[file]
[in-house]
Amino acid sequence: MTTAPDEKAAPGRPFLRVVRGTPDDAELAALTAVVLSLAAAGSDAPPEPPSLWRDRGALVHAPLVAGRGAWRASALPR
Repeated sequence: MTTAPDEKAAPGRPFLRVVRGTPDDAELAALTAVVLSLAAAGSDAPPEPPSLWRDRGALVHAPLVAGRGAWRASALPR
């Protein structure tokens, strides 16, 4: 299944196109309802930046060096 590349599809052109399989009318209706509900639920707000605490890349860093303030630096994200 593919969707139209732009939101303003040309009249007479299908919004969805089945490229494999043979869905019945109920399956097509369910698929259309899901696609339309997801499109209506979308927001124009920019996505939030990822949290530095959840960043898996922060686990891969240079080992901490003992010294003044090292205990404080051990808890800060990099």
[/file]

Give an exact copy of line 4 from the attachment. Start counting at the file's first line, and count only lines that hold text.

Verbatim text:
């Protein structure tokens, strides 16, 4: 299944196109309802930046060096 590349599809052109399989009318209706509900639920707000605490890349860093303030630096994200 593919969707139209732009939101303003040309009249007479299908919004969805089945490229494999043979869905019945109920399956097509369910698929259309899901696609339309997801499109209506979308927001124009920019996505939030990822949290530095959840960043898996922060686990891969240079080992901490003992010294003044090292205990404080051990808890800060990099």